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A Set of Six

GASPAR RUIZ
I
A revolutionary war raises many strange characters out of the obscurity which is the
common lot of humble lives in an undisturbed state of society.
Certain individualities grow into fame through their vices and their virtues, or simply by
their actions, which may have a temporary importance; and then they become forgotten.
The names of a few leaders alone survive the end of armed strife and are further
preserved in history; so that, vanishing from men's active memories, they still exist in
books.
The name of General Santierra attained that cold paper-and-ink immortality. He was a
South American of good family, and the books published in his lifetime numbered him
amongst the liberators of that continent from the oppressive rule of Spain.
That long contest, waged for independence on one side and for dominion on the other,
developed in the course of years and the vicissitudes of changing fortune the fierceness
and inhumanity of a struggle for life. All feelings of pity and compassion disappeared in
the growth of political hatred. And, as is usual in war, the mass of the people, who had
the least to gain by the issue, suffered most in their obscure persons and their humble
fortunes.
General Santierra began his service as lieutenant in the patriot army raised and
commanded by the famous San Martin, afterwards conqueror of Lima and liberator of
Peru. A great battle had just been fought on the banks of the river Bio-Bio. Amongst the
prisoners made upon the routed Royalist troops there was a soldier called Gaspar Ruiz.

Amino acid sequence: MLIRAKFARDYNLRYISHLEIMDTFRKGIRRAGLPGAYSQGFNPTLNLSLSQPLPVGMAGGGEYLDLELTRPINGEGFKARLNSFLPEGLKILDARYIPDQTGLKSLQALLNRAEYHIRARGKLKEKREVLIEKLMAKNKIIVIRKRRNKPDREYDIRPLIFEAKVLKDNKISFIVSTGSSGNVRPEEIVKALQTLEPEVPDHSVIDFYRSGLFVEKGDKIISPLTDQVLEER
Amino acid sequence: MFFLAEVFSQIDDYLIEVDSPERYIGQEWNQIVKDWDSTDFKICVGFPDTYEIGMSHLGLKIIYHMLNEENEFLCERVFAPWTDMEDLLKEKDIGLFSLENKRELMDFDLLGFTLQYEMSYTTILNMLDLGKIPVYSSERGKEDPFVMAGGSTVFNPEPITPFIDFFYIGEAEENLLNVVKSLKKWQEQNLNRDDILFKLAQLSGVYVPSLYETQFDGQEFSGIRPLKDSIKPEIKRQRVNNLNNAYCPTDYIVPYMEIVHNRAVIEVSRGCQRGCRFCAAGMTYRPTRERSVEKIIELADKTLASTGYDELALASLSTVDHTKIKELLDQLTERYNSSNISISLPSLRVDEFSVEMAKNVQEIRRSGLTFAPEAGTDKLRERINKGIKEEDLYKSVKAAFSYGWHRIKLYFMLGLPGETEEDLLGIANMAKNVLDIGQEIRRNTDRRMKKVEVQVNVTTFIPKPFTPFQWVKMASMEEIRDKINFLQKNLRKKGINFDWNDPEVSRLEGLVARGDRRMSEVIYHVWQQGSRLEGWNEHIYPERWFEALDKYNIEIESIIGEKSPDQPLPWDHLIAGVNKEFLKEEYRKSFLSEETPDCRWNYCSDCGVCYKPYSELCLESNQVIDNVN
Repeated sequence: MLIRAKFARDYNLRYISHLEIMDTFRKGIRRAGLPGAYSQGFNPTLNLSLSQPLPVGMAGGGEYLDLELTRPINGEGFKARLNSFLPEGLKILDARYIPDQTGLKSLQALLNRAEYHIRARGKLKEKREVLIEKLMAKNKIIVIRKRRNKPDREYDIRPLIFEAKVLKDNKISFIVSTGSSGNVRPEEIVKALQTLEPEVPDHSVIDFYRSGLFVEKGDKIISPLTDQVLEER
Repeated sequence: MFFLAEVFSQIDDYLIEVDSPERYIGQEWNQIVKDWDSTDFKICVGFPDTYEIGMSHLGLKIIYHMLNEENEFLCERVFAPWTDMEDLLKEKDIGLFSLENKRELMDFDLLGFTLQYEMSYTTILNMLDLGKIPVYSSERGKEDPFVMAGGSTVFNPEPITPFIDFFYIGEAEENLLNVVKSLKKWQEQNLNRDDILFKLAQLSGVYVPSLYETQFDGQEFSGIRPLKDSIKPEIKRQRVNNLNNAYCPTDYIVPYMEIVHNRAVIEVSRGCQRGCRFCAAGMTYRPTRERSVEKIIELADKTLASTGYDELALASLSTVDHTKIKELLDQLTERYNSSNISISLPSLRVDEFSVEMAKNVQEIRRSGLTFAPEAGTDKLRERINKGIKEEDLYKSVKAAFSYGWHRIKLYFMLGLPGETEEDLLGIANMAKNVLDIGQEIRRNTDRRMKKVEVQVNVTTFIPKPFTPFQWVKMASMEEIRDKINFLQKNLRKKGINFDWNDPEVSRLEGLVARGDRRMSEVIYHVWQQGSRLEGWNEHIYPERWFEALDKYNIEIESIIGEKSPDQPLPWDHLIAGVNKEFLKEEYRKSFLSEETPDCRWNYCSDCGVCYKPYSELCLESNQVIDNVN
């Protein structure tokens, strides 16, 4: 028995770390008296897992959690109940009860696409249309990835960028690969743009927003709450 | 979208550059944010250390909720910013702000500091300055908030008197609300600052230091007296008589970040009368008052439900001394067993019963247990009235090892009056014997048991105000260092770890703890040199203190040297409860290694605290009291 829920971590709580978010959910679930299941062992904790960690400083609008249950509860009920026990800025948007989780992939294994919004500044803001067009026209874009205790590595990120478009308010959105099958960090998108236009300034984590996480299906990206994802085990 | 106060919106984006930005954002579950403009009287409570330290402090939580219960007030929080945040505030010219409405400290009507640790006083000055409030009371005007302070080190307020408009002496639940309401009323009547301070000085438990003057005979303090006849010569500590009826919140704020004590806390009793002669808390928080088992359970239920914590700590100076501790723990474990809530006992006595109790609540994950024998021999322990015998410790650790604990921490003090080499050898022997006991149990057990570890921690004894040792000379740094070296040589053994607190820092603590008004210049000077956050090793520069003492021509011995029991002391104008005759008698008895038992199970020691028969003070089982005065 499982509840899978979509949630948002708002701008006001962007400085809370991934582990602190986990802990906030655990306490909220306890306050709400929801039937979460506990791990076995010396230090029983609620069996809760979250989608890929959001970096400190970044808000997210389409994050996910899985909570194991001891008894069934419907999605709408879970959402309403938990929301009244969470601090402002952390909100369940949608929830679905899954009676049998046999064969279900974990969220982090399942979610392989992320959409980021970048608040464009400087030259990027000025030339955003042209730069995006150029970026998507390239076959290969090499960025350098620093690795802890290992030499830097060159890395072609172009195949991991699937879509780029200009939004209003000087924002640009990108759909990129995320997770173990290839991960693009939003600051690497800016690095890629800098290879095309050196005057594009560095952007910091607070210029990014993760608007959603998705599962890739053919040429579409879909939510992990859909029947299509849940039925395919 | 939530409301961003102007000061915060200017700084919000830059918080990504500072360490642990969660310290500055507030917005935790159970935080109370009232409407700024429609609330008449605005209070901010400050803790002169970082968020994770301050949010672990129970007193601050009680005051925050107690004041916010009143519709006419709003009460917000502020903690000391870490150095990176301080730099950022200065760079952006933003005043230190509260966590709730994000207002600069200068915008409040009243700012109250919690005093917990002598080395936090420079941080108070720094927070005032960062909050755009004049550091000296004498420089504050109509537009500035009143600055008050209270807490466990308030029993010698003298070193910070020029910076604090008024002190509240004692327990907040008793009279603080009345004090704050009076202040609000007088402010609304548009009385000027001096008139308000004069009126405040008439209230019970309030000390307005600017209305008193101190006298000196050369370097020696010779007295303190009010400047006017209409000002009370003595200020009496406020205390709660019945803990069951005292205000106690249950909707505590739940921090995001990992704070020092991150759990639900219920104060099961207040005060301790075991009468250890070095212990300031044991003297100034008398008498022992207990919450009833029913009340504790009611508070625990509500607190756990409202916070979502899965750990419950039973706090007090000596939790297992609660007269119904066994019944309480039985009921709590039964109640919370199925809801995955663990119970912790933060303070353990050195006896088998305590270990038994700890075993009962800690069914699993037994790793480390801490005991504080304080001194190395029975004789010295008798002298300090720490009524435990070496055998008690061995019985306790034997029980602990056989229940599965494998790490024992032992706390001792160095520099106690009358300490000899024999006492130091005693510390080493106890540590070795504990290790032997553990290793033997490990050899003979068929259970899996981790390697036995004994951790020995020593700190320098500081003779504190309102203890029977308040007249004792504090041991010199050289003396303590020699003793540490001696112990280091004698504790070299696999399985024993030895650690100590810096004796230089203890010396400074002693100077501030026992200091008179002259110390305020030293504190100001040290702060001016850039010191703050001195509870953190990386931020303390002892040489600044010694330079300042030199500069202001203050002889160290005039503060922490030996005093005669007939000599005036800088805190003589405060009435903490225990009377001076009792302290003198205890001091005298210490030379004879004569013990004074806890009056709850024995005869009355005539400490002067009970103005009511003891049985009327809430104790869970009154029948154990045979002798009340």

His powerful build and his big head rendered him remarkable amongst his fellow-
captives. The personality of the man was unmistakable. Some months before he had been
missed from the ranks of Republican troops after one of the many skirmishes which
preceded the great battle. And now, having been captured arms in hand amongst
Royalists, he could expect no other fate but to be shot as a deserter.
Gaspar Ruiz, however, was not a deserter; his mind was hardly active enough to take a
discriminating view of the advantages or perils of treachery. Why should he change
sides? He had really been made a prisoner, had suffered ill-usage and many privations.
Neither side showed tenderness to its adversaries. There came a day when he was
ordered, together with some other captured rebels, to march in the front rank of the Royal
troops. A musket had been thrust into his hands. He had taken it. He had marched. He did
not want to be killed with circumstances of peculiar atrocity for refusing to march. He did
not understand heroism but it was his intention to throw his musket away at the first
opportunity. Meantime he had gone on loading and firing, from fear of having his brains
blown out at the first sign of unwillingness, by some non-commissioned officer of the
King of Spain. He tried to set forth these elementary considerations before the sergeant of
 
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